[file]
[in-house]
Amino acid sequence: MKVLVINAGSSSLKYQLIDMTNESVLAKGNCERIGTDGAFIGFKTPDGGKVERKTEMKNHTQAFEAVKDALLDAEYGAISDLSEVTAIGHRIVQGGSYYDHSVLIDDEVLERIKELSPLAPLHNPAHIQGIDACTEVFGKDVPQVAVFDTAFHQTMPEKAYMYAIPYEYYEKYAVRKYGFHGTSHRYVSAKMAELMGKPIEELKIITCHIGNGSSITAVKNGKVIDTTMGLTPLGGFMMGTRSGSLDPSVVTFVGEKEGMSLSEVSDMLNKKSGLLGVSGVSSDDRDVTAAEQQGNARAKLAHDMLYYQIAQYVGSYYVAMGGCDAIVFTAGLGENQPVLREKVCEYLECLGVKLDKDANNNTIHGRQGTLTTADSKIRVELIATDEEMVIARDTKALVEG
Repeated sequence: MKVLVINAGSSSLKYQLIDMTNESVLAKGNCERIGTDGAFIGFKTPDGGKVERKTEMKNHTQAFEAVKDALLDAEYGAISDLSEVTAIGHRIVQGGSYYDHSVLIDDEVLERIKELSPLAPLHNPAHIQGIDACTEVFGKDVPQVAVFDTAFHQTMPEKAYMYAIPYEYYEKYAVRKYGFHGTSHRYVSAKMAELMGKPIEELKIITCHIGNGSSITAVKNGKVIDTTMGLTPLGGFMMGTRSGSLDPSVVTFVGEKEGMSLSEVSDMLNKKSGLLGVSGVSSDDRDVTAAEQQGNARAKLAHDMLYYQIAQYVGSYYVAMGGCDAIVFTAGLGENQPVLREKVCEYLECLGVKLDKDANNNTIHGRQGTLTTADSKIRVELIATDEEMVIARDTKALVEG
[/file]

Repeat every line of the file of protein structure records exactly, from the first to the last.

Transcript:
[in-house]
Amino acid sequence: MKVLVINAGSSSLKYQLIDMTNESVLAKGNCERIGTDGAFIGFKTPDGGKVERKTEMKNHTQAFEAVKDALLDAEYGAISDLSEVTAIGHRIVQGGSYYDHSVLIDDEVLERIKELSPLAPLHNPAHIQGIDACTEVFGKDVPQVAVFDTAFHQTMPEKAYMYAIPYEYYEKYAVRKYGFHGTSHRYVSAKMAELMGKPIEELKIITCHIGNGSSITAVKNGKVIDTTMGLTPLGGFMMGTRSGSLDPSVVTFVGEKEGMSLSEVSDMLNKKSGLLGVSGVSSDDRDVTAAEQQGNARAKLAHDMLYYQIAQYVGSYYVAMGGCDAIVFTAGLGENQPVLREKVCEYLECLGVKLDKDANNNTIHGRQGTLTTADSKIRVELIATDEEMVIARDTKALVEG
Repeated sequence: MKVLVINAGSSSLKYQLIDMTNESVLAKGNCERIGTDGAFIGFKTPDGGKVERKTEMKNHTQAFEAVKDALLDAEYGAISDLSEVTAIGHRIVQGGSYYDHSVLIDDEVLERIKELSPLAPLHNPAHIQGIDACTEVFGKDVPQVAVFDTAFHQTMPEKAYMYAIPYEYYEKYAVRKYGFHGTSHRYVSAKMAELMGKPIEELKIITCHIGNGSSITAVKNGKVIDTTMGLTPLGGFMMGTRSGSLDPSVVTFVGEKEGMSLSEVSDMLNKKSGLLGVSGVSSDDRDVTAAEQQGNARAKLAHDMLYYQIAQYVGSYYVAMGGCDAIVFTAGLGENQPVLREKVCEYLECLGVKLDKDANNNTIHGRQGTLTTADSKIRVELIATDEEMVIARDTKALVEG